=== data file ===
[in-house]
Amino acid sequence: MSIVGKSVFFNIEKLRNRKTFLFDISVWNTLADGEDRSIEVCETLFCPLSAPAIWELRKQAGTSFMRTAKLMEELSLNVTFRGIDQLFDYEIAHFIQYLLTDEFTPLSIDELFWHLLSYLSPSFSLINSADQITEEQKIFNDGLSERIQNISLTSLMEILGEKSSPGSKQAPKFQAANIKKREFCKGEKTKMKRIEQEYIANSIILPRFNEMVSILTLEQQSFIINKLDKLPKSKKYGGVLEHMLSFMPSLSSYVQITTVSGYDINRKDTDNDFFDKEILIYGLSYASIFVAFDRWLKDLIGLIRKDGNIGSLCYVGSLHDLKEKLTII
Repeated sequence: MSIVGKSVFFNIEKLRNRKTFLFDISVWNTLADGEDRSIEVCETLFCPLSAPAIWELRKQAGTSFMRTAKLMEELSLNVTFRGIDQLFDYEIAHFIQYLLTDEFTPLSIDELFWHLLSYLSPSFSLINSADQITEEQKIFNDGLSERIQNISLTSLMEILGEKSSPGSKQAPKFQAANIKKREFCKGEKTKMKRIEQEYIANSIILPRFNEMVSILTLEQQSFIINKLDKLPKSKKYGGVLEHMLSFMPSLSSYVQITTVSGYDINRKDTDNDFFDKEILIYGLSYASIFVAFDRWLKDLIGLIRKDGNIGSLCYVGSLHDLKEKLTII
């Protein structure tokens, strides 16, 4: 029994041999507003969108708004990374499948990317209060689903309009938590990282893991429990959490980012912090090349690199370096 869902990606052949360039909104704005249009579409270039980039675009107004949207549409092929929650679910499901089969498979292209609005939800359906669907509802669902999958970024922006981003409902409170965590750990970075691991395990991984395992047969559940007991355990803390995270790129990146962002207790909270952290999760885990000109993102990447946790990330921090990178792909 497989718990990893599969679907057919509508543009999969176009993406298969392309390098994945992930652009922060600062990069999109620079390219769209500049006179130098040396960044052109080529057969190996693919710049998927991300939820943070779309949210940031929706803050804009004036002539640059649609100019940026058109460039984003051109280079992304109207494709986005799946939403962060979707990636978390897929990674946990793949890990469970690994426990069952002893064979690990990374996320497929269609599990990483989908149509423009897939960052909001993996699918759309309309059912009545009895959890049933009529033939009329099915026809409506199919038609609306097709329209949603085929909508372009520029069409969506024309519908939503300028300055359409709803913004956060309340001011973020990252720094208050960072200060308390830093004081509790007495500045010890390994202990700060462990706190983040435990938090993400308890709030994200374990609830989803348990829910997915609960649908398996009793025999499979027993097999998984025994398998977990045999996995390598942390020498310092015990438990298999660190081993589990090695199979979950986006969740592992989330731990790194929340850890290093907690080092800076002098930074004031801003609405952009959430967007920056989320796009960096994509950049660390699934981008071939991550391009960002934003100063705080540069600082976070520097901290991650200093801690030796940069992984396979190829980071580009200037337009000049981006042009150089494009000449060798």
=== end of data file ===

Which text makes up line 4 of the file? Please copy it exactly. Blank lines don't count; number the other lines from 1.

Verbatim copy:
């Protein structure tokens, strides 16, 4: 029994041999507003969108708004990374499948990317209060689903309009938590990282893991429990959490980012912090090349690199370096 869902990606052949360039909104704005249009579409270039980039675009107004949207549409092929929650679910499901089969498979292209609005939800359906669907509802669902999958970024922006981003409902409170965590750990970075691991395990991984395992047969559940007991355990803390995270790129990146962002207790909270952290999760885990000109993102990447946790990330921090990178792909 497989718990990893599969679907057919509508543009999969176009993406298969392309390098994945992930652009922060600062990069999109620079390219769209500049006179130098040396960044052109080529057969190996693919710049998927991300939820943070779309949210940031929706803050804009004036002539640059649609100019940026058109460039984003051109280079992304109207494709986005799946939403962060979707990636978390897929990674946990793949890990469970690994426990069952002893064979690990990374996320497929269609599990990483989908149509423009897939960052909001993996699918759309309309059912009545009895959890049933009529033939009329099915026809409506199919038609609306097709329209949603085929909508372009520029069409969506024309519908939503300028300055359409709803913004956060309340001011973020990252720094208050960072200060308390830093004081509790007495500045010890390994202990700060462990706190983040435990938090993400308890709030994200374990609830989803348990829910997915609960649908398996009793025999499979027993097999998984025994398998977990045999996995390598942390020498310092015990438990298999660190081993589990090695199979979950986006969740592992989330731990790194929340850890290093907690080092800076002098930074004031801003609405952009959430967007920056989320796009960096994509950049660390699934981008071939991550391009960002934003100063705080540069600082976070520097901290991650200093801690030796940069992984396979190829980071580009200037337009000049981006042009150089494009000449060798």